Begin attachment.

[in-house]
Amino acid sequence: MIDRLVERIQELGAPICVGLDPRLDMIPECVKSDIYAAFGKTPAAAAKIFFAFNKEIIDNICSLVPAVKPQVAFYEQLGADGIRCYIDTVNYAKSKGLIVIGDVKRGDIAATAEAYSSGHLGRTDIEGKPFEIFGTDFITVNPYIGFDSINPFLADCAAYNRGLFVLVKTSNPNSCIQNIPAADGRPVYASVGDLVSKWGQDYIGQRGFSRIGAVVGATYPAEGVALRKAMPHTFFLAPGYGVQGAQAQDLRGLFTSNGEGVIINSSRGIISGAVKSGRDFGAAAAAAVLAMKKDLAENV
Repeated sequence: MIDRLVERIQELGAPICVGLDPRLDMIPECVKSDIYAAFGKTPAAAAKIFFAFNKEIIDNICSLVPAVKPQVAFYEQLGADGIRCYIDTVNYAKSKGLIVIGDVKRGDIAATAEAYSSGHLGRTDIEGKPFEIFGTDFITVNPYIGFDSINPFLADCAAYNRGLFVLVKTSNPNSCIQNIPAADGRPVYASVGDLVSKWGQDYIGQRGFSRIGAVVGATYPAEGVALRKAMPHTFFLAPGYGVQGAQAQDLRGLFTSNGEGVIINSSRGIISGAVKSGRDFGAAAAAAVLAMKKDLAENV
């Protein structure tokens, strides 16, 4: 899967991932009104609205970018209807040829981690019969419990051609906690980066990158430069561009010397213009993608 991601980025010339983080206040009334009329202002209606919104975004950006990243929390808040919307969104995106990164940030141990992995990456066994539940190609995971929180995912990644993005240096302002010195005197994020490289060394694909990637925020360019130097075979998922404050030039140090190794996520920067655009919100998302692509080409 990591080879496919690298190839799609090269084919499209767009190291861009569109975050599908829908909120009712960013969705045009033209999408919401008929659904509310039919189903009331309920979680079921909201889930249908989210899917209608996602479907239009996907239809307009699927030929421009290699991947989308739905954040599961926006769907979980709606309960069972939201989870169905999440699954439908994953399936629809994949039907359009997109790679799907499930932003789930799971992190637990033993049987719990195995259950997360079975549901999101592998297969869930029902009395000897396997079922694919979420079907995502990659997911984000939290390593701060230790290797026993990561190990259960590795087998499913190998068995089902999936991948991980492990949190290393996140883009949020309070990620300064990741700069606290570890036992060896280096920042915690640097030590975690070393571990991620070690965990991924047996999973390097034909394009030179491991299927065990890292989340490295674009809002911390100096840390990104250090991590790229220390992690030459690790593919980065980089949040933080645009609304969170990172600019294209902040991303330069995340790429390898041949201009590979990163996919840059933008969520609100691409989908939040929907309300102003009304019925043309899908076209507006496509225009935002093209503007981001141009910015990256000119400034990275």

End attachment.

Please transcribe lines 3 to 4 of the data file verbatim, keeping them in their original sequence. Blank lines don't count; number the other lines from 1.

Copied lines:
Repeated sequence: MIDRLVERIQELGAPICVGLDPRLDMIPECVKSDIYAAFGKTPAAAAKIFFAFNKEIIDNICSLVPAVKPQVAFYEQLGADGIRCYIDTVNYAKSKGLIVIGDVKRGDIAATAEAYSSGHLGRTDIEGKPFEIFGTDFITVNPYIGFDSINPFLADCAAYNRGLFVLVKTSNPNSCIQNIPAADGRPVYASVGDLVSKWGQDYIGQRGFSRIGAVVGATYPAEGVALRKAMPHTFFLAPGYGVQGAQAQDLRGLFTSNGEGVIINSSRGIISGAVKSGRDFGAAAAAAVLAMKKDLAENV
């Protein structure tokens, strides 16, 4: 899967991932009104609205970018209807040829981690019969419990051609906690980066990158430069561009010397213009993608 991601980025010339983080206040009334009329202002209606919104975004950006990243929390808040919307969104995106990164940030141990992995990456066994539940190609995971929180995912990644993005240096302002010195005197994020490289060394694909990637925020360019130097075979998922404050030039140090190794996520920067655009919100998302692509080409 990591080879496919690298190839799609090269084919499209767009190291861009569109975050599908829908909120009712960013969705045009033209999408919401008929659904509310039919189903009331309920979680079921909201889930249908989210899917209608996602479907239009996907239809307009699927030929421009290699991947989308739905954040599961926006769907979980709606309960069972939201989870169905999440699954439908994953399936629809994949039907359009997109790679799907499930932003789930799971992190637990033993049987719990195995259950997360079975549901999101592998297969869930029902009395000897396997079922694919979420079907995502990659997911984000939290390593701060230790290797026993990561190990259960590795087998499913190998068995089902999936991948991980492990949190290393996140883009949020309070990620300064990741700069606290570890036992060896280096920042915690640097030590975690070393571990991620070690965990991924047996999973390097034909394009030179491991299927065990890292989340490295674009809002911390100096840390990104250090991590790229220390992690030459690790593919980065980089949040933080645009609304969170990172600019294209902040991303330069995340790429390898041949201009590979990163996919840059933008969520609100691409989908939040929907309300102003009304019925043309899908076209507006496509225009935002093209503007981001141009910015990256000119400034990275």